Krakow is a city that is hard to define. Walking around its Old Town and the nearby Wawel Hill, it seems untouched by recent history as it basks in immaculately preserved medieval buildings, old cobbled streets and a relaxed pace of life. In contrast to this old-world feel, the Kazimierz District is both a reminder of the city’s turbulent history and points to a future of regeneration. This mixture of old and new, the city’s large population of students, and growing numbers of tourists, make Krakow a vibrant, colourful city with a fascinating history for the visitor to discover.


Krakow has a captivating Old Town which is listed as a UNESCO World Heritage Site. It is home to one of Europe’s largest medieval market squares, Rynek Glowny, with the striking Sukiennice (‘Cloth Hall’), standing at its centre. This impressive building recalls the city’s illustrious medieval past as a centre of commerce, and was once the central meeting place for merchants.

At the edge of the Old Town stands Wawel Hill which boasts as its centre-piece The Royal Castle, Krakow’s former residence of Kings. The Castle is now a fascinating museum and stands beside the golden domed Cathedral Basilica of St Stanislaus and St Wenceslaus, which displays the Royal Tombs in its crypt.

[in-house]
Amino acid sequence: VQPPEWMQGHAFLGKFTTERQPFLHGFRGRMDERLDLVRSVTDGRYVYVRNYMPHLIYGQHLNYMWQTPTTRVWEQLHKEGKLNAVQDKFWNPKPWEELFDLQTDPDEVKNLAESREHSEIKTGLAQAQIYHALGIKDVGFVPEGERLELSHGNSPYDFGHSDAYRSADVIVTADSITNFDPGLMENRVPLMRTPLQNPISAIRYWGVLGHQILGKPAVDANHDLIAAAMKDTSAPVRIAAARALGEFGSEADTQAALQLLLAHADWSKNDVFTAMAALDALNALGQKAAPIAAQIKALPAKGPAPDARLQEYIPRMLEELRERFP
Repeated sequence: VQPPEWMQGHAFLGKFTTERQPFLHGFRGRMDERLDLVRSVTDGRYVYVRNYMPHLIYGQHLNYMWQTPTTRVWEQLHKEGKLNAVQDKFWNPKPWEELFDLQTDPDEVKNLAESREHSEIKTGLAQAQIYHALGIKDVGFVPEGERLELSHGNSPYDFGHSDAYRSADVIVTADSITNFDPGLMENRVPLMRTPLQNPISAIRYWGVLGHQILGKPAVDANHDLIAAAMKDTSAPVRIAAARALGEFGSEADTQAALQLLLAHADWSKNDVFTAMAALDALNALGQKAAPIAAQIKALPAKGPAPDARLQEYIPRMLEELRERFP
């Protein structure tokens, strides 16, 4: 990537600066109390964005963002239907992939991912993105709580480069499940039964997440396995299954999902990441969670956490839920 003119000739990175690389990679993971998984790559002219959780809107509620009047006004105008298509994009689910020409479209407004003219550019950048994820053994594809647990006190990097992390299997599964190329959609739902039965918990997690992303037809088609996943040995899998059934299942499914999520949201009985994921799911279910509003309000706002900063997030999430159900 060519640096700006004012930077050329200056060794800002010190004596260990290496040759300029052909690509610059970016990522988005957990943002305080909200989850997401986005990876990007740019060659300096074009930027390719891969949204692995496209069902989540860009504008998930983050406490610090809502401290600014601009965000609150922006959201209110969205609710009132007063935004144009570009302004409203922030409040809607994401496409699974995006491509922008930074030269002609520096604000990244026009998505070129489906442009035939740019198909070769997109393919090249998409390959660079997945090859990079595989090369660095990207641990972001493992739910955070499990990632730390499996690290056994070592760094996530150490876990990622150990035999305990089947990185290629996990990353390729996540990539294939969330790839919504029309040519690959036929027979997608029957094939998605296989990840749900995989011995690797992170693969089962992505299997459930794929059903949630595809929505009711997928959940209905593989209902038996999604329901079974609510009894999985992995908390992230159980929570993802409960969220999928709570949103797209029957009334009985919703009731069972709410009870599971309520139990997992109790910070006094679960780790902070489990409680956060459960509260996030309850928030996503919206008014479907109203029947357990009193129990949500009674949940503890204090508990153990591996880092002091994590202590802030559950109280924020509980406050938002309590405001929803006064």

Kazimierz, Krakow’s old Jewish district, suffered degeneration in WWII and is now undergoing a revival. With its small boutiques and its student crowds, Kazimierz has an alternative feel. Its Jewish heritage still survives and the old synagogue is the area’s focal point. The district reveals stark reminders of Nazi occupation; both at Oskar Schindler’s factory in the Podgórze area, and the Plaszow forced labour camp, only a short drive away.

For visual culture, the Czartoryski Museum houses DaVinci’s Lady with an Ermine, as well as Polish artifacts. The work of Stanislaw Wyspiański, Krakow’s most celebrated Art Nouveau artist, is on display at the Wyspiański Museum. To discover more about Polish Art, head to Krakow’s National Museum.

Do not miss a visit to the salt mines underneath the city and Pope John Paul II’s former residence can be seen at the Archdiocesan Museum.


For traditional Polish crafts, head to the Cloth Hall where you will find handmade lace and dolls. Local artists’ work can be found at the Ulica Florinska. Snap up bargains at the flea market on Navy Kazimierz. For high street shops and designers, go to the new Galleria Kazimierz shopping centre.

Nightlife and Eating Out

Krakow caters for many different tastes, from Asian to Italian, and especially Eastern European. Local dishes include Krupnik (barley soup), Golabki (stuffed cabbage leaves) or Bigos (hunters stew).

Krakow is teaming with bars and pubs which stay open all hours and range from gothic hideaways to chic wine bars.

Tourist Information

Town Hall Tower (Main Market Square)Mon-Sun 9 am-5 pm tel: +48 433 73


Krakow’s local airport is known as Balice, or John Paul II International Airport, and is served by the local bus shuttle service, Radtur, which runs from the centre of the city.